In this wildly popular YA story, the ruins of a place once known as North America lies the nation of Panem, a shining Capitol surrounded by twelve outlying districts. Long ago the districts waged war on the Capitol and were defeated. As part of the surrender terms, each district agreed to send one boy and one girl to appear in an annual televised event called “The Hunger Games,” a fight to the death on live TV. Sixteen-year-old Katniss Everdeen, who lives alone with her mother and younger sister, regards it as a death sentence when she is forced to represent her district in the Games. The terrain, rules, and level of audience participation may change but one thing is constant: kill or be killed.

“A violent, jarring, speed-rap of a novel that generates nearly constant suspense… I couldn’t stop reading.”
—Stephen King

by Becky Chambers – 2014

In the series:

The Long Way to a Small, Angry Planet
A Closed and Common Orbit
Record of a Spaceborn Few
The Galaxy, and the Ground Within

First book synopsis

Rosemary Harper doesn’t expect much when she joins the crew of the aging Wayfarer. While the patched-up ship has seen better days, it offers her a bed, a chance to explore the far-off corners of the galaxy, and most importantly, some distance from her past. An introspective young woman who learned early to keep to herself, she’s never met anyone remotely like the ship’s diverse crew, including Sissix, the exotic reptilian pilot, chatty engineers Kizzy and Jenks who keep the ship running, and Ashby, their noble captain.

Life aboard the Wayfarer is chaotic and crazy—exactly what Rosemary wants. It’s also about to get extremely dangerous when the crew is offered the job of a lifetime. Tunneling wormholes through space to a distant planet is definitely lucrative and will keep them comfortable for years. But risking her life wasn’t part of the plan. In the far reaches of deep space, the tiny Wayfarer crew will confront a host of unexpected mishaps and thrilling adventures that force them to depend on each other. To survive, Rosemary’s got to learn how to rely on this assortment of oddballs—an experience that teaches her about love and trust, and that having a family isn’t necessarily the worst thing in the universe.

“A quietly profound, humane tour de force that tackles politics and gender issues with refreshing optimism.”
—The Guardian

Old Man's War
by John Scalzi – 2005

In the series:

Old Man’s War
The Ghost Brigades
The Last Colony
Zoe’s Tale
The Human Division
The End of All Things

First book synopsis

John Perry did two things on his 75th birthday. First, he visited his wife’s grave. Then he joined the army.

The good news is that humanity finally made it into interstellar space. The bad news is that planets fit to live on are scarce—and alien races willing to fight us for them are common. So, we fight, to defend Earth and to stake our own claim to planetary real estate. Far from Earth, the war has been going on for decades: brutal, bloody, unyielding.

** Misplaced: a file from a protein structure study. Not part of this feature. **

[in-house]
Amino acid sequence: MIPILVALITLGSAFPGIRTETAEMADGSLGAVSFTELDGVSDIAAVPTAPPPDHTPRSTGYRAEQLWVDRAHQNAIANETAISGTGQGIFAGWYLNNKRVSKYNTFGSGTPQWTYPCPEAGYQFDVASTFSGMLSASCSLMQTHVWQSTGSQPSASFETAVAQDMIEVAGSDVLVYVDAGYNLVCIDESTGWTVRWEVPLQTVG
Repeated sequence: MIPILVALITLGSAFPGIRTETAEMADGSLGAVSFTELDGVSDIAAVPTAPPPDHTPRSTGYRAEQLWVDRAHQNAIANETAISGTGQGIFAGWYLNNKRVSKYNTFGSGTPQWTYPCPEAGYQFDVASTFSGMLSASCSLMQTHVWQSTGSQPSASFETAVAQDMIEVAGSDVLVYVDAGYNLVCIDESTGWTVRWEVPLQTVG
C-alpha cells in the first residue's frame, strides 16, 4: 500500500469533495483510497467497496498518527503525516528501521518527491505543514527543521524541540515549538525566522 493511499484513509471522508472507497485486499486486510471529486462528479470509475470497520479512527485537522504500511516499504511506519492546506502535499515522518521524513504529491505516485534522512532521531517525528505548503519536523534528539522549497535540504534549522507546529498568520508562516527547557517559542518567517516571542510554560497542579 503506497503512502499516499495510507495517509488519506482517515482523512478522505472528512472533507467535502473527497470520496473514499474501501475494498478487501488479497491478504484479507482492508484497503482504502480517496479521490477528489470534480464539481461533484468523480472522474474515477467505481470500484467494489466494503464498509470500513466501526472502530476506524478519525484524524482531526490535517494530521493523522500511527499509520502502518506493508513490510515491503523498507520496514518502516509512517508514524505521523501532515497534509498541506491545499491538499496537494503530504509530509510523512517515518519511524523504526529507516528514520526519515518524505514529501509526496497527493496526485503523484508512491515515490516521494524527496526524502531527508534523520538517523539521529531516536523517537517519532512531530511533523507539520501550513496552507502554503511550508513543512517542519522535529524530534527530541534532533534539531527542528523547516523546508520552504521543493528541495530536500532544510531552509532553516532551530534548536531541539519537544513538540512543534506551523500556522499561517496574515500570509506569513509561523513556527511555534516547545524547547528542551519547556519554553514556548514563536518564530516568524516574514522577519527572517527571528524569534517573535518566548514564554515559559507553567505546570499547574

Earth itself is a backwater. The bulk of humanity’s resources are in the hands of the Colonial Defense Force. Everybody knows that when you reach retirement age, you can join the CDF. They don’t want young people; they want people who carry the knowledge and skills of decades of living. You’ll be taken off Earth and never allowed to return. You’ll serve two years at the front. And if you survive, you’ll be given a generous homestead stake of your own, on one of our hard-won colony planets.

John Perry is taking that deal. He has only the vaguest idea of what to expect. Because the actual fight, light-years from home, is far, far harder than he can imagine. And what he will become is far stranger.

“Scalzi’s astonishingly proficient first novel reads like an original work by the late grand master [Heinlein]… This virtuoso debut pays tribute to SF’s past while showing that well-worn tropes still can have real zip when they’re approached with ingenuity.”
―Publishers Weekly, starred review

The Southern Reach Trilogy
by Jeff VanderMeer – 2014

In the series:


First book synopsis

In the dream-like Annihilation, a section of the Californian coast has turned so weird that it’s now called Area X. This happened thirty years ago, and no one on the outside knows why everyone inside Area X died, why there are weird structures inside, or why there’s a border you can’t get through except through one invisible entrance. Is it a slow alien invasion, a mass hallucination, or something else?

Annihilation covers the twelfth expedition into Area X, where the members have given up their names and refer to each other only by profession: the biologist, the linguist, and so on. All the previous expeditions into Area X have ended in death, madness, or cancer.

This book is a gentle ride into subtle weirdness. You don’t get too many straight answers about what Area X is or is even like on the inside. Some things are normal, some fantastical, and most of it messes with your head. It all feels truly alien and you get the sense that this is going to be impossible to understand, no matter how many facts you have at your disposal.

A gripping fantasy thriller, Annihilation is thoroughly suspenseful.
—Booklist, starred review

by Charles Stross – 2003

In the series:

Singularity Sky
Iron Sunrise

First book synopsis

In the twenty-first century, man created the Eschaton, a sentient artificial intelligence.

It pushed Earth through the greatest technological evolution ever known, while warning that time travel is forbidden, and transgressors will be eliminated.